The warmer weather and rain have brought on that burst of spring green. We’re starting to work in the yard and think about outside planting. I made a point to buy cardboard egg cartons when I stocked up on eggs before Easter. I want to try something new for me and start seeds in the egg cartons. With planting and gardening, I can use all the advice and help I can get.
I read an article recently by Cassandra Danz who is also known as Mrs. Greenthumbs, and I found several of her gardening points worth noting.
“Gardening is not brain surgery,” says Mrs. Greenthumbs. Don’t be afraid you’ll make a mistake. Common perennials love to be divided so they can reproduce. Digging them up on a cloudy day will help keep them from drying out as quickly. Pull or cut the plants into two or more pieces, making sure each leafy part has some roots and replant in good soil and water.
Watching my grandfather baby his hybrid tea roses with hours of care (and stinky fish emulsion) and seeing floribundas that have spread rampantly out of hand has made me afraid to grow roses on my own. Danz points out that there are hundreds of specimens of shrub roses that thrive with no more care than a forsythia. She names Alba, Damask, Rosa Mundi, and Rugosa as good choices for our cooler area of the country. With six hours of sun and good soil, they will take care of themselves.
Danz reminds us that “Trees grow, so don’t plant them too close to your house.” This advice stings as I think of the maple in front of my parent’s house where I grew up. That tree has been a nagging bit of agony to my dad for decades. He has spent hours of back wrenching pruning to keep the tree in check so it doesn’t touch the house. Each pruning has caused further branching, of course. Now the tree is so top heavy, clustered with thick regrowth, that it is anything but graceful or attractive, but at least new leaves each spring help to disguise the heavy pruning of the past. This tree is a reminder of much worry and effort spent that need not have been. So says Mrs. Greenthumbs, “As a rule, don’t plant forest trees closer than 35 feet from your house.” That’s what small trees and shrubs are for.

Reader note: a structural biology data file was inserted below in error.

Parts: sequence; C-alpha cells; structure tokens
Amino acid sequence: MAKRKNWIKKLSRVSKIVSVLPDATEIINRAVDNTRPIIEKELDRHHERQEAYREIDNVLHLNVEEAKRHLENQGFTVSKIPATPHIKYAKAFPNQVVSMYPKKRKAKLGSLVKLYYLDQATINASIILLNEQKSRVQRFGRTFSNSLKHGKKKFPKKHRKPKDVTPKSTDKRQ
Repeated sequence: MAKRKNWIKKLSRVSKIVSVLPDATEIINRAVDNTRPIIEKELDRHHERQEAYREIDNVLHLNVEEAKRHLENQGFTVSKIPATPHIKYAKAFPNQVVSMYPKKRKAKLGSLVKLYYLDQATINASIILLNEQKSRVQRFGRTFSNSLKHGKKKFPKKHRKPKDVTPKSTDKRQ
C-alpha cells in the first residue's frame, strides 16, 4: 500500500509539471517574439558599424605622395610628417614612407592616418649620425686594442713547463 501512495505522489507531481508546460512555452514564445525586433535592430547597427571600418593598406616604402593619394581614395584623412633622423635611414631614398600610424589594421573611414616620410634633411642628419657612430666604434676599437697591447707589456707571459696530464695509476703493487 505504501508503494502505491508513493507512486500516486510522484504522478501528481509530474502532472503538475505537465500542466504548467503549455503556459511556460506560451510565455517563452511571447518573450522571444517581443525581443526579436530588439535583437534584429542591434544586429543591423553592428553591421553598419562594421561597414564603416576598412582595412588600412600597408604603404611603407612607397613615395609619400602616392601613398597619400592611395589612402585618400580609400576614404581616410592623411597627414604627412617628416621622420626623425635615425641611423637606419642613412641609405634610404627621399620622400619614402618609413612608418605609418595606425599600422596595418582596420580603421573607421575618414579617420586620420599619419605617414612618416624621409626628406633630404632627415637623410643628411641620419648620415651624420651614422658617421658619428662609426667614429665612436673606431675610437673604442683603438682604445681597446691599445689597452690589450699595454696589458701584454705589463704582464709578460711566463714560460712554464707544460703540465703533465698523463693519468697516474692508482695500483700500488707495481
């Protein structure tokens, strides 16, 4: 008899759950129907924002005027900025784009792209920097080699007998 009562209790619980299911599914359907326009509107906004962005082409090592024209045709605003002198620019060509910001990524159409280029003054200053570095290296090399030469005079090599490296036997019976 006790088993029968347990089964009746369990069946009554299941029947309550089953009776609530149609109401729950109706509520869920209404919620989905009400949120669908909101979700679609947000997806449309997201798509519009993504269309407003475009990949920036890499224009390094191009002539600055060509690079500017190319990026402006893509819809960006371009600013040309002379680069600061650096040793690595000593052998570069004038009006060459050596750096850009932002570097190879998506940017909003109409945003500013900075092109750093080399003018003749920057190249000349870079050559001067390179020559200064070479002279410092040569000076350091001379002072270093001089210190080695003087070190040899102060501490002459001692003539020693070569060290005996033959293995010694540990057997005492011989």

Speaking of shade trees, how much sun does your garden get? If the sun is on it less than four hours a day, it’s a shady garden (according to Danz.) Hundreds of plants love low light. Check reference books before you buy plants or check tags when you buy.
Don’t have a garden? If you read “Farm and Dairy”, I’m guessing that you probably have one of some kind. They don’t cost much, and making your own compost helps. (Remember not to include meat or dairy scraps that might attract animal scavengers.)
I wish more people would try composting – even in town, instead of bundling everything in plastic to set curb-side for the landfill truck. My daughter tells me that most of her eighth grade friends didn’t know the word “compost” when she talked about our compost pile. Yes, we grumble sometimes when we have to make a trip to our “heap.” It is farther away from our house than is ideal, but the truth is, it does us good to have an extra reason to have to go outside other than walking to the car.
One more timely piece of Cassandra Danz’s advice, we should consider. About those Christmas poinsettias that are still around for us to water (or not)? When they still show signs of life, we may be guilt ridden if we do anything less than try to take care of them. Although mine keeps dropping leaves off from the bottom, it still has mostly red leaves. I noticed my mother’s on Easter. She said it had been down to nothing but stems, and now it is covered with a fresh outcrop of bright, green, new leaves. Then, there is the one in the “Farm and Dairy” office that sits by the window looking out on State Street, Salem. It is nothing but a bare stick and and shows no signs of ever going on to any other stage of existence.
Danz says, “Forget it!” Poinsettias need special treatment, which includes eight weeks of putting them in the dark in September and October for exactly 14 hours a day. (For example, into a closet at 6 p.m. / out again 8 a.m. the next morning on the dot.) Says Mrs. Greenthumb, Danz, “Get a life! Buy a new one every year.”
Friday, April 27 is National Arbor Day. Plant a tree or at least appreciate one.
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